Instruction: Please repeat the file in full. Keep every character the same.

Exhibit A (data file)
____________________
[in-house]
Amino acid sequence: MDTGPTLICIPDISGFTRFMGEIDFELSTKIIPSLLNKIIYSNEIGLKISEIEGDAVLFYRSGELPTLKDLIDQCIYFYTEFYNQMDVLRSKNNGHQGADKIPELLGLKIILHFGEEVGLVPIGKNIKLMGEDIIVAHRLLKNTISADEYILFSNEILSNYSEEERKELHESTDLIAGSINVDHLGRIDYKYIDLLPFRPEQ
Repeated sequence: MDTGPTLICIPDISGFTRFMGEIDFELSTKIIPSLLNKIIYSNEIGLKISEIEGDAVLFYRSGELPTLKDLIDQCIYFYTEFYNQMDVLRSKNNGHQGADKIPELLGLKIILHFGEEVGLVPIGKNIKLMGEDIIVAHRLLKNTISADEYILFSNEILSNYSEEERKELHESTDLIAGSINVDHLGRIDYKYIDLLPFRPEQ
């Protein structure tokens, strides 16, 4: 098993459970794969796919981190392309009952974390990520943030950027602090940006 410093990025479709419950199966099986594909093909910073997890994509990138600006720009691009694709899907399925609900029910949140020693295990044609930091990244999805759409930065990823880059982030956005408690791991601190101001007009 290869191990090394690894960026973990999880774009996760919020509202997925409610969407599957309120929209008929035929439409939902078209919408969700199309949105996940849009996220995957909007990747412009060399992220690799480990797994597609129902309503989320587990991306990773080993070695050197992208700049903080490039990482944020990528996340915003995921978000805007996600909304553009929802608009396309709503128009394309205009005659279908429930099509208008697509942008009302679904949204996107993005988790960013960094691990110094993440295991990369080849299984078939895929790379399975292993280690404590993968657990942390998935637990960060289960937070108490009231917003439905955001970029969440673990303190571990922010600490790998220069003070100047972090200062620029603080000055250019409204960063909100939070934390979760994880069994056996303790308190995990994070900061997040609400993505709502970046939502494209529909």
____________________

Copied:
[in-house]
Amino acid sequence: MDTGPTLICIPDISGFTRFMGEIDFELSTKIIPSLLNKIIYSNEIGLKISEIEGDAVLFYRSGELPTLKDLIDQCIYFYTEFYNQMDVLRSKNNGHQGADKIPELLGLKIILHFGEEVGLVPIGKNIKLMGEDIIVAHRLLKNTISADEYILFSNEILSNYSEEERKELHESTDLIAGSINVDHLGRIDYKYIDLLPFRPEQ
Repeated sequence: MDTGPTLICIPDISGFTRFMGEIDFELSTKIIPSLLNKIIYSNEIGLKISEIEGDAVLFYRSGELPTLKDLIDQCIYFYTEFYNQMDVLRSKNNGHQGADKIPELLGLKIILHFGEEVGLVPIGKNIKLMGEDIIVAHRLLKNTISADEYILFSNEILSNYSEEERKELHESTDLIAGSINVDHLGRIDYKYIDLLPFRPEQ
């Protein structure tokens, strides 16, 4: 098993459970794969796919981190392309009952974390990520943030950027602090940006 410093990025479709419950199966099986594909093909910073997890994509990138600006720009691009694709899907399925609900029910949140020693295990044609930091990244999805759409930065990823880059982030956005408690791991601190101001007009 290869191990090394690894960026973990999880774009996760919020509202997925409610969407599957309120929209008929035929439409939902078209919408969700199309949105996940849009996220995957909007990747412009060399992220690799480990797994597609129902309503989320587990991306990773080993070695050197992208700049903080490039990482944020990528996340915003995921978000805007996600909304553009929802608009396309709503128009394309205009005659279908429930099509208008697509942008009302679904949204996107993005988790960013960094691990110094993440295991990369080849299984078939895929790379399975292993280690404590993968657990942390998935637990960060289960937070108490009231917003439905955001970029969440673990303190571990922010600490790998220069003070100047972090200062620029603080000055250019409204960063909100939070934390979760994880069994056996303790308190995990994070900061997040609400993505709502970046939502494209529909």